Blank Check

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A clock with tax time sticky note and calculator on the desk.

Giving someone a blank check is like giving them financial freedom. The recipient fills in the dollar amount and the owner of the checking account pays up. (Obviously, this is a dangerous position to be in if you are the owner of the checking account.) A longtime employee of a Columbia, S.C., insurance agency forged signatures on more than 300 blank checks belonging to a client of the agency. She not only got into major trouble for embezzlement, but also for tax fraud when she didn’t pay taxes on the illegal income.

The 57-year-old fraudster from Saluda worked for the agency for three decades (That’s quite a breach of trust). For at least the last 11 years, she forged signatures on checks drawn on the client’s checking account, which was under the care of her employer, according to the case against her. When the insurance company found out she embezzled $611,845.39, she was fired immediately. (Aren’t you dying to find out what she used more than $600,000 for?) The South Carolinian used the embezzled funds to pay her bills, car payments and her mortgage. (Everyone should be so lucky to have $600,000 in blank checks.)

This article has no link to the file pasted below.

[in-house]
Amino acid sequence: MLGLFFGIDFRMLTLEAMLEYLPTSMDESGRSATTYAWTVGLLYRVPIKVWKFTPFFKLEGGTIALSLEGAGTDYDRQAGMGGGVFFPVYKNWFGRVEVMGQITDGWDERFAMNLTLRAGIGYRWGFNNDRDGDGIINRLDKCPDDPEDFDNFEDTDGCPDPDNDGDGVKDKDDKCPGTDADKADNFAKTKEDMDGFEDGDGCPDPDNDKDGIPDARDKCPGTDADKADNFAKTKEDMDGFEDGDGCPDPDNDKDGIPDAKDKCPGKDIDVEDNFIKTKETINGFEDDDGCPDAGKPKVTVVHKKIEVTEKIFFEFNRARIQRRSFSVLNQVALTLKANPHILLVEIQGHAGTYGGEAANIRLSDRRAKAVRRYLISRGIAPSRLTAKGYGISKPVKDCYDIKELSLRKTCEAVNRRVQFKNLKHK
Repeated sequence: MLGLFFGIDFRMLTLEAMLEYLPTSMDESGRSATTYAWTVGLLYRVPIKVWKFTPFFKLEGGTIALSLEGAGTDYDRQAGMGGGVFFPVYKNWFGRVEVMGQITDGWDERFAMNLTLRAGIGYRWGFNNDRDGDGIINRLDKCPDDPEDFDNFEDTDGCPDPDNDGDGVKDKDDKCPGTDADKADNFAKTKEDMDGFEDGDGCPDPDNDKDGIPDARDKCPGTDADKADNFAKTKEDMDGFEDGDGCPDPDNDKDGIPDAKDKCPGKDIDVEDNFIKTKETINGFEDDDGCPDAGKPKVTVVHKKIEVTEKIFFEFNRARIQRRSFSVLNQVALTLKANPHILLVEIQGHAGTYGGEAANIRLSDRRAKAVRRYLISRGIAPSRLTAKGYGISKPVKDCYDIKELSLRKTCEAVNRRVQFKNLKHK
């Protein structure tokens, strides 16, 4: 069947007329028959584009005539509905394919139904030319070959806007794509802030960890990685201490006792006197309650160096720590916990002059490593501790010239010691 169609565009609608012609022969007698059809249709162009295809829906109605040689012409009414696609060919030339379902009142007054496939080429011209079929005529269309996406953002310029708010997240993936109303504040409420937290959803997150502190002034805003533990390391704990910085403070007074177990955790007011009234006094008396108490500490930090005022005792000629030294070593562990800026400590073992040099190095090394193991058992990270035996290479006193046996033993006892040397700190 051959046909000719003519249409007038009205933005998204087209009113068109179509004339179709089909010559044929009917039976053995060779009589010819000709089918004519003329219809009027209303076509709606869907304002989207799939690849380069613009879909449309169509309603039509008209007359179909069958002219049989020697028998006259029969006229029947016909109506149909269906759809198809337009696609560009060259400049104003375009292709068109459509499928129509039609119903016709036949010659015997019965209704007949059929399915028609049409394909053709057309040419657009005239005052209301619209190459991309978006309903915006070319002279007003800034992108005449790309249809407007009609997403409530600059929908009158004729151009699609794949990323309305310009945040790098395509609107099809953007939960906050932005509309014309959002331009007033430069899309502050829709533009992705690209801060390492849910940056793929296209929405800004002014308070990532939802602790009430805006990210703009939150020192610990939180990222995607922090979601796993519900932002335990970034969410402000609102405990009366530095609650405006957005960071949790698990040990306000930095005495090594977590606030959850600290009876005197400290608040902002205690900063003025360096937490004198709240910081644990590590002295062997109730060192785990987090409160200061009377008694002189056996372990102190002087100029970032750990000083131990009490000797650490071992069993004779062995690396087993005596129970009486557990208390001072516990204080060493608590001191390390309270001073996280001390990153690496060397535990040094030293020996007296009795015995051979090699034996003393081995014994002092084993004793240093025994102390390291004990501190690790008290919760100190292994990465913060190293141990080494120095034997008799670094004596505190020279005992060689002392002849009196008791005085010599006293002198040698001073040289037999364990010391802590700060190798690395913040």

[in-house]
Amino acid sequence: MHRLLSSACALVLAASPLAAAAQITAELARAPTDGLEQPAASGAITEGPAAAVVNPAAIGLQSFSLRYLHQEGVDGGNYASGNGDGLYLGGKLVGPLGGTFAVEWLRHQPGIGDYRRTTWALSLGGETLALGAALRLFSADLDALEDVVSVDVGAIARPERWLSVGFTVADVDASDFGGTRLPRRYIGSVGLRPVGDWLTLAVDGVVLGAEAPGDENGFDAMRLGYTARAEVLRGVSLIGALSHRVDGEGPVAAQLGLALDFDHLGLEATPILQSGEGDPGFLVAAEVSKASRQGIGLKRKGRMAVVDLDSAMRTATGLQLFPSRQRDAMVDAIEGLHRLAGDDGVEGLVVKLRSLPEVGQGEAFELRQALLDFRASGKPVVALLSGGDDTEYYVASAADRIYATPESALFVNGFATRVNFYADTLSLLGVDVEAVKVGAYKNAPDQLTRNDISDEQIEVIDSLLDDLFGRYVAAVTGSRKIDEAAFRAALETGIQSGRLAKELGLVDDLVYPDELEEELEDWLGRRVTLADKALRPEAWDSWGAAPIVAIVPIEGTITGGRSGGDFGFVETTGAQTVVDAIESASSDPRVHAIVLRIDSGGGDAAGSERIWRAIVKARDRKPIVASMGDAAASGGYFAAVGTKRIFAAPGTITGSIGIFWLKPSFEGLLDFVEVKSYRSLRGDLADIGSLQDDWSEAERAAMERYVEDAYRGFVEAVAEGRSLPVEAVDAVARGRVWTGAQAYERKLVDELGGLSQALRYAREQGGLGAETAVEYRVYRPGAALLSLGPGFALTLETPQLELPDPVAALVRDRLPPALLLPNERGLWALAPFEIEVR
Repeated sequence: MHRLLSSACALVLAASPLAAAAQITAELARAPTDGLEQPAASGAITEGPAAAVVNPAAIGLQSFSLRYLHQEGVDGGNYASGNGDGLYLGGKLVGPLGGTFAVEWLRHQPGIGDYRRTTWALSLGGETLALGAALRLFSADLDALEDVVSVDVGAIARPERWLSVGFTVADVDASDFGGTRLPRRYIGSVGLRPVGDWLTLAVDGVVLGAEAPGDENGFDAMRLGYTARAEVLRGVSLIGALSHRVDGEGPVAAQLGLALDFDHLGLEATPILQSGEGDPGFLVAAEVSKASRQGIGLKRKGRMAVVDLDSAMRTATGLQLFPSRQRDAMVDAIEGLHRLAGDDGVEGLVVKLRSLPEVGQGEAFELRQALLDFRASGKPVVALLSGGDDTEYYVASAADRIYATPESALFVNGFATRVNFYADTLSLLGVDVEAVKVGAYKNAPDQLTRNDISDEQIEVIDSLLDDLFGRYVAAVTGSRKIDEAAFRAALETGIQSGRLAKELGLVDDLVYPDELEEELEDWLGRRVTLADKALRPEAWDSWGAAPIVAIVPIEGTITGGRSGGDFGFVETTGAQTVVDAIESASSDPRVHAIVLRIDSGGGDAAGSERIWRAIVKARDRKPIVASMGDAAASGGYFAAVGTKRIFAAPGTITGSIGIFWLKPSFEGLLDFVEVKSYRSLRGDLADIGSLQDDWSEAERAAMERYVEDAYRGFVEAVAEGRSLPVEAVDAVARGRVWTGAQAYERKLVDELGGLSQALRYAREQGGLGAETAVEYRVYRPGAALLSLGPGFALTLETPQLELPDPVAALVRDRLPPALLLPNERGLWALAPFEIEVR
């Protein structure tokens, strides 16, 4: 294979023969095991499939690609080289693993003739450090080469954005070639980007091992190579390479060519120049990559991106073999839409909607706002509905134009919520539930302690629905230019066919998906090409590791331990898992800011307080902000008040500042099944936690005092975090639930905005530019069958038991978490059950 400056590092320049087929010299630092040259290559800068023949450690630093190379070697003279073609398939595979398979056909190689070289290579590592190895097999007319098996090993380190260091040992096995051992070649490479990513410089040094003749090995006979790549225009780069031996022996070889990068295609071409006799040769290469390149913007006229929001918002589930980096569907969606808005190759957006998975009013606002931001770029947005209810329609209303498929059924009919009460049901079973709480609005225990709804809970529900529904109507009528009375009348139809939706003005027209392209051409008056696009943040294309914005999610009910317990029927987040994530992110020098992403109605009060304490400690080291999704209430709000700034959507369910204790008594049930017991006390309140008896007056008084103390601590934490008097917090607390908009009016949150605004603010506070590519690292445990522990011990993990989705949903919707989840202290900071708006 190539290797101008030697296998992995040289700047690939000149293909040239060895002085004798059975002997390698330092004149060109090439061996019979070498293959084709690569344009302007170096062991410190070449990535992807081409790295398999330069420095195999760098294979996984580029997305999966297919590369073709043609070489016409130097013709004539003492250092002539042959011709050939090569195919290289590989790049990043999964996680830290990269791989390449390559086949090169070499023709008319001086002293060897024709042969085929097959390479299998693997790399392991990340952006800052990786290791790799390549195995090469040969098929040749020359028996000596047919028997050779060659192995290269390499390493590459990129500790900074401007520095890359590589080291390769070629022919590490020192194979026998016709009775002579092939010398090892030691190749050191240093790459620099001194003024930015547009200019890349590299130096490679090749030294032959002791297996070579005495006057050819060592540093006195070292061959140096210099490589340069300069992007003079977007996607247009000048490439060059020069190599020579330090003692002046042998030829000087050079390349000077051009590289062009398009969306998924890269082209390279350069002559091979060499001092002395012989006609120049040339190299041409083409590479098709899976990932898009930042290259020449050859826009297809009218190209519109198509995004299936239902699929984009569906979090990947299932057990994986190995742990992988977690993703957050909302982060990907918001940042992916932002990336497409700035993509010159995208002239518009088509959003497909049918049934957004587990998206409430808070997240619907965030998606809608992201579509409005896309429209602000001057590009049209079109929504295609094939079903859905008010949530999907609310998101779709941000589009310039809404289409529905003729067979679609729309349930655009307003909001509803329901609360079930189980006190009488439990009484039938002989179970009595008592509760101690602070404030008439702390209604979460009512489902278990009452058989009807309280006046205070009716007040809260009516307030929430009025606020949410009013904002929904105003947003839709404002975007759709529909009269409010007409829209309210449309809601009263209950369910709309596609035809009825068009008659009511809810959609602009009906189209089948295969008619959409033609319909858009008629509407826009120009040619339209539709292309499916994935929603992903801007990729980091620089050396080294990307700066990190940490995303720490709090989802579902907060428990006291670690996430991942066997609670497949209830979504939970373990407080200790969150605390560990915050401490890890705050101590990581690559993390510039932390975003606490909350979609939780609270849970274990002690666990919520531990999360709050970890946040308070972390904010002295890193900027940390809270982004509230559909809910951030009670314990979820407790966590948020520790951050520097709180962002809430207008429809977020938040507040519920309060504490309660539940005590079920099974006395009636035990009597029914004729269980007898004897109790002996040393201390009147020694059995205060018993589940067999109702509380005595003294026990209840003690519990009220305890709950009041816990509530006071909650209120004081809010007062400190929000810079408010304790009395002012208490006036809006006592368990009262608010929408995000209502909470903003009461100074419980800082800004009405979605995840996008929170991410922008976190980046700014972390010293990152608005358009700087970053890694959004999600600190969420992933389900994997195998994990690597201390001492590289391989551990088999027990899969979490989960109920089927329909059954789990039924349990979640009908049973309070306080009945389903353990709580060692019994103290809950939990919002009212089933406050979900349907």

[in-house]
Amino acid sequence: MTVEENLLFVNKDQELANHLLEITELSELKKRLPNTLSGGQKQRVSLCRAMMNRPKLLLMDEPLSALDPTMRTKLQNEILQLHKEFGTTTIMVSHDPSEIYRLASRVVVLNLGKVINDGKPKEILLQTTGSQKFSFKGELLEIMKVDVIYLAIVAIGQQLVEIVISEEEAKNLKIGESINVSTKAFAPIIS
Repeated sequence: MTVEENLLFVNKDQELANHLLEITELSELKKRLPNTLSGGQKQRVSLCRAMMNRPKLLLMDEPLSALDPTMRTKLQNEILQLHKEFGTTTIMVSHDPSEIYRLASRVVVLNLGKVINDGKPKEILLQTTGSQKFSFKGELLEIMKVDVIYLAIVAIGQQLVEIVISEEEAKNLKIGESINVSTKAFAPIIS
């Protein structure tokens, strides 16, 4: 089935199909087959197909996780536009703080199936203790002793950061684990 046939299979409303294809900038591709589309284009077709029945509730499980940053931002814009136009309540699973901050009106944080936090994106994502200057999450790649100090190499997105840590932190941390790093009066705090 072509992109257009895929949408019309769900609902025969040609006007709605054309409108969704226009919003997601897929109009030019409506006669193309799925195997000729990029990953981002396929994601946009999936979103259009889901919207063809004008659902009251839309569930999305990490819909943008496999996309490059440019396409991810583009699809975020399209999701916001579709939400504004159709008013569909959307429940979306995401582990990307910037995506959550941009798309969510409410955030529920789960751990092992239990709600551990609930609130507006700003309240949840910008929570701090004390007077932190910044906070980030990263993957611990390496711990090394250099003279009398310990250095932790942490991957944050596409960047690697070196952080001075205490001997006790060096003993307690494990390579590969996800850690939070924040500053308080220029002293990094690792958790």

Court documents reveal that today’s fraudster eluded detection by removing pages from bank statements with copies of the forged checks and recorded false entries in accounting records. (Sounds like she was good at hiding her crime since it went on for more than a decade.) Investigators found that she also lied on her tax returns over five years and neglected to pay $78,892.

The Saluda woman pleaded guilty to tax fraud after admitting she did not pay taxes on the more than $600,000 she embezzled (It’s hard to get that kind of cash past the IRS). When she signed her confession, she agreed to repay the amount she had stolen. (The government has frozen her bank account to collect proceeds from the sale of her home. She also has a collection agency after her for an unpaid $5,663.60 credit card bill.) At sentencing, she faces three years in prison and a fine of up to $100,000. (You can be sure that most of the checks written by today’s fraudster soon will be made payable to Uncle Sam. No more blank checks).

Today’s “Fraud of the Day” is based on an article, “Saluda woman pleads guilty to tax fraud after embezzling $612K” published by Index-Journal on May 7, 2019.

Brenda Rodgers spent more than three decades working at an insurance company.

But the 57-year-old Saluda woman’s employment came to an abrupt end in May 2016 — after her employer determined she had embezzled more than $600,000.

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Larry Benson
Larry Benson is currently the Director of Strategic Alliances for Revenue Discovery and Recovery at LexisNexis Risk Solutions. In this role, Benson is responsible for developing partnerships for the tax and revenue and child support enforcement verticals. He focuses on embedded companies that have a need for third-party analytics to enhance their current offerings.